Success: what does culture have to do with it?

When I went to the Miami Bal Harbour Mall for a business lunch-meeting a week ago, I knew I entered another world.  And not because of the high couture brands that I saw there — but because of the amount of “plastic” that surrounded me.  Not “plastic” as in credit cards, but “plastic” as in “plastic” people, both women and men.

Those of us without any plastic surgery were in minority in that restaurant.  And since I’ve just recently moved to Miami from Russia — another place on the planet where having plastic surgery often means “you’ve made it” — it got me thinking.  What defines our understanding of success?  What part of our definition of it comes from us as individuals and what part comes from the culture that surrounds us?

When I coach my clients we always look at the set of values that each client holds dear to him/her.  And success as a value comes strongly in almost all of them.  Yet the definitions of it vary widely from client to client.  For some success might be a few billions in the bank, for others — a happy family, for yet others — fame, for … we can go on and on.

So what determines our definitions of success?

I think it’s a combination — a combination that came about as a result of blending our family culture, the culture of the place where we grew up, the culture of the place where we live, the culture of the place where we work, and the culture of people who surround us.  As we go through our lives, some of these influences change, some go away, and others come in.  And our definition of success changes with them.

What do you think?

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6 responses to “Success: what does culture have to do with it?

  1. Margarita, I absolutely agree that the culture(s) we’re exposed to influence our notion of “success” and that what success means to us can change over the years.

    Growing up in the United States, my notion of success was based on external (material) trappings: a high paying job, big house, luxury cars, etc.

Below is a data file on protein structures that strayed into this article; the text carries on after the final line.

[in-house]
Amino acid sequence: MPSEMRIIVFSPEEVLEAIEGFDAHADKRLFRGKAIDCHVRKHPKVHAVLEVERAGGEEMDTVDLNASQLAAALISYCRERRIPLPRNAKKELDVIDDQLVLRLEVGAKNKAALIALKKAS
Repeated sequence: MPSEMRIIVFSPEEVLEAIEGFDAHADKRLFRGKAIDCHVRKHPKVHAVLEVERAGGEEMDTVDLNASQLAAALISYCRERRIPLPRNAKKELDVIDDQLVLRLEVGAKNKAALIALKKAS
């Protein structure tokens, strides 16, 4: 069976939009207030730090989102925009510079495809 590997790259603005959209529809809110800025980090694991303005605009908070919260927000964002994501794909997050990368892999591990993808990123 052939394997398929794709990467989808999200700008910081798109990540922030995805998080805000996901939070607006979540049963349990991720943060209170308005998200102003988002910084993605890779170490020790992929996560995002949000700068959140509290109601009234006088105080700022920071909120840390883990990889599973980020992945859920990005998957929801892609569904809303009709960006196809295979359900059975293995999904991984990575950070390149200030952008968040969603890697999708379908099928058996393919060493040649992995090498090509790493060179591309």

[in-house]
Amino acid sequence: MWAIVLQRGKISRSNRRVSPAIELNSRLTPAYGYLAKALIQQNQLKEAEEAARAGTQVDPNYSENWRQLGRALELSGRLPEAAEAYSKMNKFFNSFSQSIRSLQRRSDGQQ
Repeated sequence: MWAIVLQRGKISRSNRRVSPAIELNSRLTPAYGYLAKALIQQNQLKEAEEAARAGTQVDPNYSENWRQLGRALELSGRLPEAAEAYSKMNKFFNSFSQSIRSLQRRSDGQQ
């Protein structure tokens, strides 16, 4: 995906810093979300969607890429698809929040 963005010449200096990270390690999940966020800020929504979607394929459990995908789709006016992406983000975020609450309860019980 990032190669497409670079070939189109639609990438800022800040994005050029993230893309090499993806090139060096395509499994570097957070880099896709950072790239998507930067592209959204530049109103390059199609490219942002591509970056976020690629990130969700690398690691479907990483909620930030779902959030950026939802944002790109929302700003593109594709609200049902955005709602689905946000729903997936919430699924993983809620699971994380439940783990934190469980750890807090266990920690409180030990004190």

Now, after several years and many life experiences (including being exposed to different cultures), my notion of success is internally-based…

    Am I on my true path? Am I realizing my full potential?

    Am I living out my purpose? Am I *being* in the world who I’m meant to be?

    Am I living out my mission? Am I *doing* in the world what I’m meant to do?

    Am I experiencing optimum well-being in spirit, mind and body?

    Am I fulfilled by close, nurturing relationships in my life?

    Success for me is being happy with who I am, what I’m doing, and the relationships in my life.

  2. One problem many adult children experience is that they don’t always define success the same way their own parents did, which can create a lot of tension between generations in the same family. Or, brothers and sisters don’t always define success the same way, and similar things can happen.

  3. I think definition of success for everyone is greatly influenced by environment they are in. In the end, those whose values are different from the current environment move away from it to a place more fitting. For some people material values determine success and they stay in or move to the busy parts of the planet to make it. For some, spiritual values mean more and they move there. I think international migration is defined by the drive to be successful or to be happy, which is basically the same. Have you seen happy losers? Some people move to Goa or Tibet, and some from Goa to NYC. I agree about the misunderstandings in the family, but change is always painful, especially change in beliefs and thinking. Progress is always accompanied by disbelief and criticizm at least in the beginning. Not all parents understand that children are not supposed to live life like their predecessors lived, that the destiny of the next generation is to make a step forward in the development of the human race by putting the definition of success under doubt and try something else. If families realized this, life would be so much more friendly!

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